Mr. McMILLAN. I am referring to the discharge rule that provides for a 1-hour debate on the home rule bills.

Mr. MULTER. I do not think a discharge petition has been filed yet but, most respectfully, I hope it will be filed and I hope to be one of the first to sign the petition, and I hope in short order the petition will be signed and the legislation will be brought before the House.

Mr, MCMILLAN. Perhaps I misunderstood you. I understood you to say you wanted the House to work its will, and the House cannot work its will on this legislation in the period of 1 hour.

Mr. MULTER. I understand your statement, but I do not agree with it and cannot subscribe to it. [Applause.]

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Mr. Davis. Mr. Officer, if anyone attempts any applause or any other demonstration in the room, I want you to see who it is and promptly remove him.

The OFFICER. Yes, sir.
Mr. Davis. Proceed, please, Mr. Multer.

Mr. MULTER. Addressing myself further for the moment to Chairman McMillan's remarks, it is my firm opinion that the House can work its will on any bill that is brought before it, whether it comes before it through the committee procedure of being reported by a committee and then by a rule, or without either report from the committee or a rule. And when a discharge petition is filed and it is signed by the necessary number constituting a majority of the House, that is the will of the House that the House shall determine whether they shall pass on the legislation. That is the first question the discharge petition puts before the House. The House can then decide it will not consider the matter, or, on the other hand, if the majority says it will consider the matter, the House proceeds to determine what it will do with the bill and perfect the bill if that is the will of the majority. It is my considered opinion that it is and that the majority will so express itself in favor of home rule for the District and will bring forth a bill that will give to the District a modicum of home rule, probably not as much as I would like to see, and probably not as much as other Members would like to see, but, at the expense of referring to the cliche that may be this is just a foot in the door, I for one am willing that we get that foot in the door or that toe in the door and move forward from that. If we get some kind of home rule for the District this year, after we have had some experience under it I hope we can perfect it and give to the District more and more home rule.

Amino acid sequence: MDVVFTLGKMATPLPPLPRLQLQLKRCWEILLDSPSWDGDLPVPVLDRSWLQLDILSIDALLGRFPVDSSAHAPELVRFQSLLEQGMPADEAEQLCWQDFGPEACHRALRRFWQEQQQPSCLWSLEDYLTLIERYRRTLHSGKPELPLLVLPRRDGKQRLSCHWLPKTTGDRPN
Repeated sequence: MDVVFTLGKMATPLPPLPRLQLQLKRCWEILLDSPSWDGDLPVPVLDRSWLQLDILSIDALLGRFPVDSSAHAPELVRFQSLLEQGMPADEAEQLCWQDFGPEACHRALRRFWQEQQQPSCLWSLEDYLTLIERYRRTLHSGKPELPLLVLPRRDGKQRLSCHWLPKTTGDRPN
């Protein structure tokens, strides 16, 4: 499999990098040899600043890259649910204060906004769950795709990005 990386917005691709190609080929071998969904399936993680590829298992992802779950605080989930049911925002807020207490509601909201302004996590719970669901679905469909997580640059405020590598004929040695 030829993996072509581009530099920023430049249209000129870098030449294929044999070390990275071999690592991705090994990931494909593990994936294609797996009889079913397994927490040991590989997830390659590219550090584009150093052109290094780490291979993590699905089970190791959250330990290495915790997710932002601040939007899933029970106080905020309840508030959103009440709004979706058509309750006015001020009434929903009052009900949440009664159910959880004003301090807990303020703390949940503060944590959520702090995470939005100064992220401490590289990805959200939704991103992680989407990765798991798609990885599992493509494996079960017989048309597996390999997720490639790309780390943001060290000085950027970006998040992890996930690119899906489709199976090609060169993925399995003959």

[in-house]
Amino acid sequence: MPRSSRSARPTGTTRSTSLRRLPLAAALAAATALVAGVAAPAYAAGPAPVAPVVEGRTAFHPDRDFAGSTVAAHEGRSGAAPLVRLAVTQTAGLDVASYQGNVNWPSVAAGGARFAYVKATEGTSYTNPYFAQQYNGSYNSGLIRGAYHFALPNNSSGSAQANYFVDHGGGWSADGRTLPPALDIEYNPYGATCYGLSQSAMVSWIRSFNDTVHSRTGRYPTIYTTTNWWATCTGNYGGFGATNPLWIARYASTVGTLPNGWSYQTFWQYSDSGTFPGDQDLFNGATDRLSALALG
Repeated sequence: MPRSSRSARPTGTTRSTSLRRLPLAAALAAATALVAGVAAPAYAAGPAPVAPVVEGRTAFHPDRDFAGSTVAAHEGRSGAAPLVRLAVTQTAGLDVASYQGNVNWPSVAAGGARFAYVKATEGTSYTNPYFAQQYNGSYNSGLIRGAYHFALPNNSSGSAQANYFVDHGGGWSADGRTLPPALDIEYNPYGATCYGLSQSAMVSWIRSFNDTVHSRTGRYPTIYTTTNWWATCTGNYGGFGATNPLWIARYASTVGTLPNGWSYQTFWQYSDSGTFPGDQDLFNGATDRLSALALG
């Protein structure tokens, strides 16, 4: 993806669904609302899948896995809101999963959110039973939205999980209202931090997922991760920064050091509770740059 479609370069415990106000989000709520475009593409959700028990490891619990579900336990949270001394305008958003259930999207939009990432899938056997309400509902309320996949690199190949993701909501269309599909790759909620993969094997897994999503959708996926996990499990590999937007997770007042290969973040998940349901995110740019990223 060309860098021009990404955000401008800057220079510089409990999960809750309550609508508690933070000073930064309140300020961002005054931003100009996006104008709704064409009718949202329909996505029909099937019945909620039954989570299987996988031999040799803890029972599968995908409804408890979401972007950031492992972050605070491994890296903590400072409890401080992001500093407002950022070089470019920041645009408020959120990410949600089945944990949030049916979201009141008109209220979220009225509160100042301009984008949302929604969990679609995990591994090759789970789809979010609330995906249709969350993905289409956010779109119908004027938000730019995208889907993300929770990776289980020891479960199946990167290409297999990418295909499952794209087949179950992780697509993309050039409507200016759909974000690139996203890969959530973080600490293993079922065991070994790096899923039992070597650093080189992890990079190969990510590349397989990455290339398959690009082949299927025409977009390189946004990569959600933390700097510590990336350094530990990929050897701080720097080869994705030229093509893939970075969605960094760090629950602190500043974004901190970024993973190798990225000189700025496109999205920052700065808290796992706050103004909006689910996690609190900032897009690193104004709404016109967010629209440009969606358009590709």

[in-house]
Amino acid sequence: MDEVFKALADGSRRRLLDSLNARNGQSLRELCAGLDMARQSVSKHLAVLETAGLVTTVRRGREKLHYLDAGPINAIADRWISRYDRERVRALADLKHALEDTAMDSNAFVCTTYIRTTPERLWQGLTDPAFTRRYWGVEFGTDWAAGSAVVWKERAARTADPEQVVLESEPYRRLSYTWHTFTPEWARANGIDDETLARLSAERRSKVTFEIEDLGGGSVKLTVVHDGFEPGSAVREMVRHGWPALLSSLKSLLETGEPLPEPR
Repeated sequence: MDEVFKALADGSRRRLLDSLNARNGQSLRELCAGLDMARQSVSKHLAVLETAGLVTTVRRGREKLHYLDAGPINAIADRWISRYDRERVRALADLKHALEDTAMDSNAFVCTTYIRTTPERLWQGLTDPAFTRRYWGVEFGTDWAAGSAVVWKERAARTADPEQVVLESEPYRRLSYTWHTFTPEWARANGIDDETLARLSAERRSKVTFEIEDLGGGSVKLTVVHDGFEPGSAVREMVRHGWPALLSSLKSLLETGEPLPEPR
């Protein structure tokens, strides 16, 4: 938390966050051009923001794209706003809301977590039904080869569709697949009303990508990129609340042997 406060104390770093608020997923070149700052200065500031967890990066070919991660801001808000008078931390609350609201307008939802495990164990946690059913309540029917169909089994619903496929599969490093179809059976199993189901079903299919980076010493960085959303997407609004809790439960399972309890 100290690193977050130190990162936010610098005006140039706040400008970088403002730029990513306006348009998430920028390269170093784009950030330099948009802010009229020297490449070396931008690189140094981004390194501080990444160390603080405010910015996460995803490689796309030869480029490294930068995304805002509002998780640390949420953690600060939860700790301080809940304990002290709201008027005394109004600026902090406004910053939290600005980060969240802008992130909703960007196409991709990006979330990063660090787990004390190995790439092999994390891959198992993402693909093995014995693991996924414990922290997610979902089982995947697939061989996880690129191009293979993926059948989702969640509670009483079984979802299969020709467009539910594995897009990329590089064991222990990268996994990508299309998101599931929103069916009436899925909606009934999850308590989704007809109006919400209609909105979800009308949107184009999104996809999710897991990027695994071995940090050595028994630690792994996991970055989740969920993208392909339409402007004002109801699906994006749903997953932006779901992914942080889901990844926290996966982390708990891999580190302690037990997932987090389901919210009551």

I have before me the letter from our distinguished chairman, the gentleman from South Carolina, Mr. McMillan, dated July 27, which was addresed to me and I believe to all the authors of other home rule bills, in which he states that among other things he will request the chairman of the subcommittee to insist on all authors of bills making an oral statement so that we will be able to get all the information possible on this subject.

Mr. McMILLAN. That is correct. That letter was sent to the author of each bill because this is an important question and I think every member who thinks enough of this question to introduce a bill should come in and explain how we can bypass the Constitution by delegating our legislative power to a city council. You are a good lawyer, and

a we want you to tell us how you can get by article I, section 8, of the Constitution.

Mr. MULTER. I will get to that in a moment, sir.

I would first like to say that this is rather an unusual request. The chairman himself, Mr. McMillan, has been the first to violate it by having the chairman of the subcommittee read his own statement, and I respectfully suggest that other members who desire to file a written statement be permitted to do so and to file it just as though he had made it orally.

Mr. McMILLAN. Of course, everybody may submit a statement, we will be glad to have it, but we feel any man who introduces a bill